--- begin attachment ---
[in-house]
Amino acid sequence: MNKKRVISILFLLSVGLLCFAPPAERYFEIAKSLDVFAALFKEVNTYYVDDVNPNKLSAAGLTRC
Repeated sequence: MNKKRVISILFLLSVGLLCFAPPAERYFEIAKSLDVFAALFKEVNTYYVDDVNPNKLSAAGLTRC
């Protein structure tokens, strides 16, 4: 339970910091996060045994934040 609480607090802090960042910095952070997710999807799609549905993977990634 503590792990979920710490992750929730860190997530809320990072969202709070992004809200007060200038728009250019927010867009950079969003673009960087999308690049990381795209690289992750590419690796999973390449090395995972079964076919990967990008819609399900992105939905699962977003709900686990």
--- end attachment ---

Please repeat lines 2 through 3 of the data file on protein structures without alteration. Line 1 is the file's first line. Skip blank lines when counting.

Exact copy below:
Amino acid sequence: MNKKRVISILFLLSVGLLCFAPPAERYFEIAKSLDVFAALFKEVNTYYVDDVNPNKLSAAGLTRC
Repeated sequence: MNKKRVISILFLLSVGLLCFAPPAERYFEIAKSLDVFAALFKEVNTYYVDDVNPNKLSAAGLTRC